If my memoirs were only a capture of the facts and events as they’ve happened, I’d be able to publish one on my books this year and likely the other one next year.
But writing memoir is not about just chronicling facts and events. Writing memoir is about recalling and interpreting facts and events into something meaningful.
Yes, the events of our lives happened. BUT WHAT DOES IT ALL MEAN?
“What it means” is the whole point of writing memoir. For many of us who write or read memoirs, it is what drives us to write our own and to voraciously read someone else’s. We don’t want to regurgitate the facts or read someone else’s regurgitated facts. We want to piece together the clues of our own lives and determine what it all means. We want to read someone else’s clues and see what they believe it all means compared…
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Some words have a habit of creeping into your writing, when you aren’t looking, and making it bland.
If you can prune them out, there will be an instant improvement.
Find out some of the main culprits, and what to do about them in this post.
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Struggle is universal. People love reading stories about people triumphing over obstacles, overcoming bad circumstances and abuse, and redeeming themselves. We watch them in movies and read them in books. And you don’t have to look far to find suffering and loss in the human experience. Lots of people have amazing stories, and unfortunately those stories aren’t always pleasant. If you’re writing a memoir, or thinking about it, then perhaps you’ve got some difficult stories to tell, too.
To pay or not to pay?
Have you ever paid to enter writing competitions; either for short stories, poetry or even submitting a novel? Or perhaps you’d never contemplate having to pay for competitions?
The topic of writing competitions came up at our last meeting of the local writing group and I was surprised at the varying opinions.
A couple of people seemed genuinely surprised that most competitions charged and that these were successful – I then had to admit to entering some myself with one win, a shortlist and a couple of long-list to my name.
At first I was overjoyed to have my work professionally validated and deemed worthy to be read in print and it was the confident booster I so desperately needed. The deadlines, themes etc was a great incentive to sit down and write, producing a story in a day or two – then a…
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My introduction to Janna Marlies Maron came when my essay “Something to Do with Baldness” was accepted for publication at Under the Gum Tree, a reader supported, full-size, quarterly literary arts magazine that specializes in creative nonfiction, with visual artwork and photo essays alongside feature essays and four regular department sections: Fork and Spoon, Soundtrack, 24 Frames a Second, and Stomping Ground. Janna is the editor and publisher of Under the Gum Tree, which she began five years ago with the publication of the first issue in August of 2011.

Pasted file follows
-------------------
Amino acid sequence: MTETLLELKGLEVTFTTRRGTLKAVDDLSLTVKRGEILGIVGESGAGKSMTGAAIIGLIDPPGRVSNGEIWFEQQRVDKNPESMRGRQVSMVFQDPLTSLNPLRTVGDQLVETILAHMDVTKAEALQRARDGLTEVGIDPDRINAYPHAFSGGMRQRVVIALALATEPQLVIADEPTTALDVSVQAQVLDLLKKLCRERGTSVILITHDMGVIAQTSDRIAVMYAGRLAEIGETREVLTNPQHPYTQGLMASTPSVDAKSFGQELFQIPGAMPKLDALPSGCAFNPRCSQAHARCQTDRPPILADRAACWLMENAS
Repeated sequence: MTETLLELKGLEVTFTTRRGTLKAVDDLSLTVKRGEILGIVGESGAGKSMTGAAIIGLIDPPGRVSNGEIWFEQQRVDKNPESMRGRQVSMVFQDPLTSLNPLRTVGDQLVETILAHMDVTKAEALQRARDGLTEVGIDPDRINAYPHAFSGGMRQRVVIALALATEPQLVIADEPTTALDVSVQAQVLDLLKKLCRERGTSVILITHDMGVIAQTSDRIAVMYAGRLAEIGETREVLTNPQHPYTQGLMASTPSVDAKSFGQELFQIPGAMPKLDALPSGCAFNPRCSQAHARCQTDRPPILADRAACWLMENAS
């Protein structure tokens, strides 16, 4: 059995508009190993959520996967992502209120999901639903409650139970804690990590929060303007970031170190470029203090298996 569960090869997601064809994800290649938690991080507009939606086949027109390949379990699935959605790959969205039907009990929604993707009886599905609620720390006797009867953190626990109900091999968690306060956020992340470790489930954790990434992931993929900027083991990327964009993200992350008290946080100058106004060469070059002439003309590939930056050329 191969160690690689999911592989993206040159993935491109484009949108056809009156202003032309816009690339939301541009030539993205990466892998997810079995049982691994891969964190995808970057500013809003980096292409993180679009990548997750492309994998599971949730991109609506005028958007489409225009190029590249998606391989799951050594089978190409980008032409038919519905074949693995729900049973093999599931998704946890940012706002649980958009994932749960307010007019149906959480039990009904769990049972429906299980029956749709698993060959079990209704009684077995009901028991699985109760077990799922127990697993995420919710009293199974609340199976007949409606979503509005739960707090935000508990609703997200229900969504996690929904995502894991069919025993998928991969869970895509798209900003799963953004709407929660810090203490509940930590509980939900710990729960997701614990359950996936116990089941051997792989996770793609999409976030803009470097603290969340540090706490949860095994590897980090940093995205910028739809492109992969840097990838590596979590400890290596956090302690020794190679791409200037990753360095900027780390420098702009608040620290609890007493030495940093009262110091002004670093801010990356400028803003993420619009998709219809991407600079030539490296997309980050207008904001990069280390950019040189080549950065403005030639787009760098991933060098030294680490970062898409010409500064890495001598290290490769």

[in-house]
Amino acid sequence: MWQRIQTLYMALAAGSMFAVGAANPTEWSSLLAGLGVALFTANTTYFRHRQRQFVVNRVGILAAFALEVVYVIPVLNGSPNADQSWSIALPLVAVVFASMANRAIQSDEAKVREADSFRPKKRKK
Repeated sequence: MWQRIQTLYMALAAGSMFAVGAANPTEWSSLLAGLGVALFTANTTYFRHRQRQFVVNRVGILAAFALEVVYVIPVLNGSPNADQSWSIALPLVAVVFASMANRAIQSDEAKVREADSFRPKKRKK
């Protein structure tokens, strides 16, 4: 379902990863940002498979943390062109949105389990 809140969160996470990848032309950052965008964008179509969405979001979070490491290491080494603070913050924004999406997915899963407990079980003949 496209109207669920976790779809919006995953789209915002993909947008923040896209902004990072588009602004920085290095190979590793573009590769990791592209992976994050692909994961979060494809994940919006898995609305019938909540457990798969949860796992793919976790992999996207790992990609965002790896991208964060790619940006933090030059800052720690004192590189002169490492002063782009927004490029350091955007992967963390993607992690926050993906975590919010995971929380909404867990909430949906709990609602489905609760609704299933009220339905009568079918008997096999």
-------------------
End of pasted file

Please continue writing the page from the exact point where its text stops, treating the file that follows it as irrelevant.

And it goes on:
Under the Gum Tree was my first creative nonfiction print publication in the January 2014 issue, and I was ecstatic when I received my copy, which has gorgeous artwork by Jane Ryder. The magazine is printed on high quality paper with a thick card-stock cover and the pages have that slick coffee table-display feel. I couldn’t believe my…
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by Rachael Hanel
Whenever I give writing workshops or teach a writing class, I always end with “going from here.” Now that the students have learned something (hopefully!), what do they need to do to get their work published?
I say, don’t even think about publishing until you’ve done the following:
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Today at Ducktrap Writers’ Round Table we spoke about Author Sue Monk Kidd, who is featured in the book Why We Write About Ourselves, an anthology of 20 memoirists edited by Meredith Maran and published by Plume, a Penquin Random House imprint (2016).
Here are a couple of excerpts from her contribution to the book:
Oddly enough, I find that the deeper I go into myself, the more I’m freed from myself. When I write about myself, I find release and freedom in the end because I’ve managed to distill the experience into some sort of meaning that I can integrate into my life, and then move on without all the preoccupation and unconscious pull of it. It’s the unexamined experience that seems to wreak the most havoc in my day-to-day world.
Writing memoir not only has the ability to reveal me to myself, it also has the…
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